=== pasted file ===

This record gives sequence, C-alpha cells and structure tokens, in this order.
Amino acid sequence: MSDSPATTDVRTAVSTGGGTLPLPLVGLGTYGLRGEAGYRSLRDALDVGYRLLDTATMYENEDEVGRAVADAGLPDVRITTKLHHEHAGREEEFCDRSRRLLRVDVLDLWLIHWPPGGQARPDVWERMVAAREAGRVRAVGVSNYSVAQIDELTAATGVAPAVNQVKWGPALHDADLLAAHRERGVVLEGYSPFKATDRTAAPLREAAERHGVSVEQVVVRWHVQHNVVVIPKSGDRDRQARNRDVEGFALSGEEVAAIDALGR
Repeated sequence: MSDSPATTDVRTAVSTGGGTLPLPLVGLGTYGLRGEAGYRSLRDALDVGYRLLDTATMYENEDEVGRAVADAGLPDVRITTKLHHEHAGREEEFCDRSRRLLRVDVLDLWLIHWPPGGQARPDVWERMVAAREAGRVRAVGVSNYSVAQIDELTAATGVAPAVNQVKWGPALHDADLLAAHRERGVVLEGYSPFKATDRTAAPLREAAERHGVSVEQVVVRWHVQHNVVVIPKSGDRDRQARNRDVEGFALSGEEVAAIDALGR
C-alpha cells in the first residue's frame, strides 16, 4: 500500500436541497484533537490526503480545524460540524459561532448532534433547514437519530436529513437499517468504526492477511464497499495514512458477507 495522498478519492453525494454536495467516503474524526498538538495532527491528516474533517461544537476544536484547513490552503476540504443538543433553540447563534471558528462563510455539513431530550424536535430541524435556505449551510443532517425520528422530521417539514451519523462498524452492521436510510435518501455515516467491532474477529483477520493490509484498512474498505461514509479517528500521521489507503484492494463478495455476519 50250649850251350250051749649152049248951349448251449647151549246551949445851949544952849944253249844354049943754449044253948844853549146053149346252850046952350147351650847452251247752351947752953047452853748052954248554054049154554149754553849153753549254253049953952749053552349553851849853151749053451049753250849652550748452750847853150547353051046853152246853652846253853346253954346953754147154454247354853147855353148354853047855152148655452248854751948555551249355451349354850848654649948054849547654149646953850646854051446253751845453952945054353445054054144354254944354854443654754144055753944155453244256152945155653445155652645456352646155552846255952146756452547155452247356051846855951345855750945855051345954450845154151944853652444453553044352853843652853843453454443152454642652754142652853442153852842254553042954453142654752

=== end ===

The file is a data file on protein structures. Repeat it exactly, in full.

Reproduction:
This record gives sequence, C-alpha cells and structure tokens, in this order.
Amino acid sequence: MSDSPATTDVRTAVSTGGGTLPLPLVGLGTYGLRGEAGYRSLRDALDVGYRLLDTATMYENEDEVGRAVADAGLPDVRITTKLHHEHAGREEEFCDRSRRLLRVDVLDLWLIHWPPGGQARPDVWERMVAAREAGRVRAVGVSNYSVAQIDELTAATGVAPAVNQVKWGPALHDADLLAAHRERGVVLEGYSPFKATDRTAAPLREAAERHGVSVEQVVVRWHVQHNVVVIPKSGDRDRQARNRDVEGFALSGEEVAAIDALGR
Repeated sequence: MSDSPATTDVRTAVSTGGGTLPLPLVGLGTYGLRGEAGYRSLRDALDVGYRLLDTATMYENEDEVGRAVADAGLPDVRITTKLHHEHAGREEEFCDRSRRLLRVDVLDLWLIHWPPGGQARPDVWERMVAAREAGRVRAVGVSNYSVAQIDELTAATGVAPAVNQVKWGPALHDADLLAAHRERGVVLEGYSPFKATDRTAAPLREAAERHGVSVEQVVVRWHVQHNVVVIPKSGDRDRQARNRDVEGFALSGEEVAAIDALGR
C-alpha cells in the first residue's frame, strides 16, 4: 500500500436541497484533537490526503480545524460540524459561532448532534433547514437519530436529513437499517468504526492477511464497499495514512458477507 495522498478519492453525494454536495467516503474524526498538538495532527491528516474533517461544537476544536484547513490552503476540504443538543433553540447563534471558528462563510455539513431530550424536535430541524435556505449551510443532517425520528422530521417539514451519523462498524452492521436510510435518501455515516467491532474477529483477520493490509484498512474498505461514509479517528500521521489507503484492494463478495455476519 50250649850251350250051749649152049248951349448251449647151549246551949445851949544952849944253249844354049943754449044253948844853549146053149346252850046952350147351650847452251247752351947752953047452853748052954248554054049154554149754553849153753549254253049953952749053552349553851849853151749053451049753250849652550748452750847853150547353051046853152246853652846253853346253954346953754147154454247354853147855353148354853047855152148655452248854751948555551249355451349354850848654649948054849547654149646953850646854051446253751845453952945054353445054054144354254944354854443654754144055753944155453244256152945155653445155652645456352646155552846255952146756452547155452247356051846855951345855750945855051345954450845154151944853652444453553044352853843652853843453454443152454642652754142652853442153852842254553042954453142654752